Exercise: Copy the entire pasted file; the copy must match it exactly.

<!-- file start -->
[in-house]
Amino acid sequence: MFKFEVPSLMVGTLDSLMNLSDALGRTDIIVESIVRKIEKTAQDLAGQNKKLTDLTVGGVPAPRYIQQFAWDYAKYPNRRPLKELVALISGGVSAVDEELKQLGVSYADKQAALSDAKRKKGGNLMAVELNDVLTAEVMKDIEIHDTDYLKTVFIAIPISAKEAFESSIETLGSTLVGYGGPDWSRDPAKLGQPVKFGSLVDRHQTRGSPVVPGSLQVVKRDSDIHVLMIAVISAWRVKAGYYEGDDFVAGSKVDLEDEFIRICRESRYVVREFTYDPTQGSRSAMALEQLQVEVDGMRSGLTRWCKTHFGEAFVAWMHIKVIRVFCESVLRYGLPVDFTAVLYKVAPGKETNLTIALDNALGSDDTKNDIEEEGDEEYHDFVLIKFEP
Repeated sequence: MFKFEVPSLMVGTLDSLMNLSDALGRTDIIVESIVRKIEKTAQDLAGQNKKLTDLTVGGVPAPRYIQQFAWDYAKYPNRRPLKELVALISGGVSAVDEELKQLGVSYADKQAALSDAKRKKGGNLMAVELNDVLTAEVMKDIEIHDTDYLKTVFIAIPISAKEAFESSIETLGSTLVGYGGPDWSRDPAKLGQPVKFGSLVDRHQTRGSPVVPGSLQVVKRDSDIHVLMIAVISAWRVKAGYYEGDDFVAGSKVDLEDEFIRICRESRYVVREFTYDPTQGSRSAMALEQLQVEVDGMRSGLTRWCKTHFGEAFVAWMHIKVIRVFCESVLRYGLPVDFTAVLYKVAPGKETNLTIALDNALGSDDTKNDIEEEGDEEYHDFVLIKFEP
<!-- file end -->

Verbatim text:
[in-house]
Amino acid sequence: MFKFEVPSLMVGTLDSLMNLSDALGRTDIIVESIVRKIEKTAQDLAGQNKKLTDLTVGGVPAPRYIQQFAWDYAKYPNRRPLKELVALISGGVSAVDEELKQLGVSYADKQAALSDAKRKKGGNLMAVELNDVLTAEVMKDIEIHDTDYLKTVFIAIPISAKEAFESSIETLGSTLVGYGGPDWSRDPAKLGQPVKFGSLVDRHQTRGSPVVPGSLQVVKRDSDIHVLMIAVISAWRVKAGYYEGDDFVAGSKVDLEDEFIRICRESRYVVREFTYDPTQGSRSAMALEQLQVEVDGMRSGLTRWCKTHFGEAFVAWMHIKVIRVFCESVLRYGLPVDFTAVLYKVAPGKETNLTIALDNALGSDDTKNDIEEEGDEEYHDFVLIKFEP
Repeated sequence: MFKFEVPSLMVGTLDSLMNLSDALGRTDIIVESIVRKIEKTAQDLAGQNKKLTDLTVGGVPAPRYIQQFAWDYAKYPNRRPLKELVALISGGVSAVDEELKQLGVSYADKQAALSDAKRKKGGNLMAVELNDVLTAEVMKDIEIHDTDYLKTVFIAIPISAKEAFESSIETLGSTLVGYGGPDWSRDPAKLGQPVKFGSLVDRHQTRGSPVVPGSLQVVKRDSDIHVLMIAVISAWRVKAGYYEGDDFVAGSKVDLEDEFIRICRESRYVVREFTYDPTQGSRSAMALEQLQVEVDGMRSGLTRWCKTHFGEAFVAWMHIKVIRVFCESVLRYGLPVDFTAVLYKVAPGKETNLTIALDNALGSDDTKNDIEEEGDEEYHDFVLIKFEP